There’s a cluster of buildings on West 20th Street in Chelsea between 8th and 9th Avenues that are somewhat puzzling, to me at least. They stand out from the others on their side of the street in that the eschew brick cladding for stone and present a smooth, streamlined facing. Some of the windows have arched lintels, some are straight, and some have retained casements. As we’ll see they seem to have had the same builder, or been built for the same person.

Here’s a bigger view of the title card, unobstructed by type…

And here’s a view of the houses directly to their right. Why have the middle windows of the one on our left been bricked up?

There are engaging lamp treatments. The post in the garden is a former special post model used on NYC streets or steps. I liked the little lamp stanchions on the narrow beige house in the center. One of these days I’m going to do a whole page on door lamps.

When you walk NYC’s side streets, keep your eyes peeled for building plaques; sometimes the city installs them, sometimes a former or current owner does. This one says that these buildings form The Van Dolsom Row, 322-326, and helpfully says they were built in 1858.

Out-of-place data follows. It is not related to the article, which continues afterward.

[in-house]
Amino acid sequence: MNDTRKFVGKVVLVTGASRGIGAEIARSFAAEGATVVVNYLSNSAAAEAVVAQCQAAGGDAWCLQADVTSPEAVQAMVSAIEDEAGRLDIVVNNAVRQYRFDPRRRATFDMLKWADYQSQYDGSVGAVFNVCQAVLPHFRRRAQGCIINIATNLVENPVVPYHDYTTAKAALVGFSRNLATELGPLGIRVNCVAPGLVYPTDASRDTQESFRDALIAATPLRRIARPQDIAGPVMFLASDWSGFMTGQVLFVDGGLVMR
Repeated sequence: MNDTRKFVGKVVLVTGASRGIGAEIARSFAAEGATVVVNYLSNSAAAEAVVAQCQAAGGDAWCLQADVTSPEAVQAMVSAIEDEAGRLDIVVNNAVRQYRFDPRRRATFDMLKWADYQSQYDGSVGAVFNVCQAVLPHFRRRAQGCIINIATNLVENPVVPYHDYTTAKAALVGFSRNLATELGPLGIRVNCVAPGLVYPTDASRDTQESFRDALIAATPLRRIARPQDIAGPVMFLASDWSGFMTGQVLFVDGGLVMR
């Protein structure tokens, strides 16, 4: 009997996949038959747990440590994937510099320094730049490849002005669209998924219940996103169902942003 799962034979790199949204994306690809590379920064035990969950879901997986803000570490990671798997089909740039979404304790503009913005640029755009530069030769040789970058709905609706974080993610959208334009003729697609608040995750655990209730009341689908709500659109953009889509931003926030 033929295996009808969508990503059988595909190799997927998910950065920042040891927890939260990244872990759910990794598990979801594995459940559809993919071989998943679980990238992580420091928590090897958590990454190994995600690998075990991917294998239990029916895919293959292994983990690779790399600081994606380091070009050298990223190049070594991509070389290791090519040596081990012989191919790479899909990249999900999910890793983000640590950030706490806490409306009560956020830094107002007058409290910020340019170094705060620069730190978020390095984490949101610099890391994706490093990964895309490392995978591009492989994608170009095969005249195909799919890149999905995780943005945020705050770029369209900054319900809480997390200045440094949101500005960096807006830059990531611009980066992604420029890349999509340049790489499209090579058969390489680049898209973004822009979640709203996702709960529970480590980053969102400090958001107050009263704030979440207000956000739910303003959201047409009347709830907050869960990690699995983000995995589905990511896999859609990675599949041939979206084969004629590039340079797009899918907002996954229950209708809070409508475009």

This plaque relates the sum total knowledge I have been able to muster thus far about these handsome houses. Who was Von Dolsom? All I can think of when I pronounce the words Van Dolsom is Lenny Von Dohlen.

ForgottenFan Jospeh Ditta of Gravesend Then and Now fame says: I think, probably, the spelling on the plaque is an error for “Van Dolsen.” The 1859/60 city directory lists the following:

Vandolsen Abraham, builder, h205 W. 20th
Vandolsen John, mason, h194 W. 20th
Vandolsen J. & A., builders, 194 W. 20th

Could the houses have been renumbered on West 20th in the past?

Page completed August 3, 2009


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